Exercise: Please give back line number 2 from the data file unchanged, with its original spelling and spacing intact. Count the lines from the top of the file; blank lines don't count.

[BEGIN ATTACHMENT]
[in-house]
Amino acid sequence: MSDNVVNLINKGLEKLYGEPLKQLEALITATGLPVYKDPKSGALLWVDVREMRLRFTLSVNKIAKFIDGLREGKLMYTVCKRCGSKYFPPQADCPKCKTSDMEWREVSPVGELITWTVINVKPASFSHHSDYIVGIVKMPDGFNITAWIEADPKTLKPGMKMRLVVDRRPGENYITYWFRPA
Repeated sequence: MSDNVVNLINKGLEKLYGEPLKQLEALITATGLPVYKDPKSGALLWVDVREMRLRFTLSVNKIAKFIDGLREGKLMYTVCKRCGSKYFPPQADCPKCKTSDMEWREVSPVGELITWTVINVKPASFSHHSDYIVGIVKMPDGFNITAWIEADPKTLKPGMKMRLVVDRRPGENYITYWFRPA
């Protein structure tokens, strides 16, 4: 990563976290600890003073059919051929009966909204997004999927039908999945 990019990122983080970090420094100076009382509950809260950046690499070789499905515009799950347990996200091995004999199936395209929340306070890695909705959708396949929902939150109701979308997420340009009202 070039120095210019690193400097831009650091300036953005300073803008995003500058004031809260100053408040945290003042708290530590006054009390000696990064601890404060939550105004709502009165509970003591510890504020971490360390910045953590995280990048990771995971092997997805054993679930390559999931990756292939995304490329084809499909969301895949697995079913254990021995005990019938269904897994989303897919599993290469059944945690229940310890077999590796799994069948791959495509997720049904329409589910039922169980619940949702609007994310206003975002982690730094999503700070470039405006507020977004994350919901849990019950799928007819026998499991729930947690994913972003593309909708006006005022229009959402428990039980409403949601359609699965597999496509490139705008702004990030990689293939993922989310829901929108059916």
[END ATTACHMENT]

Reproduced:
Amino acid sequence: MSDNVVNLINKGLEKLYGEPLKQLEALITATGLPVYKDPKSGALLWVDVREMRLRFTLSVNKIAKFIDGLREGKLMYTVCKRCGSKYFPPQADCPKCKTSDMEWREVSPVGELITWTVINVKPASFSHHSDYIVGIVKMPDGFNITAWIEADPKTLKPGMKMRLVVDRRPGENYITYWFRPA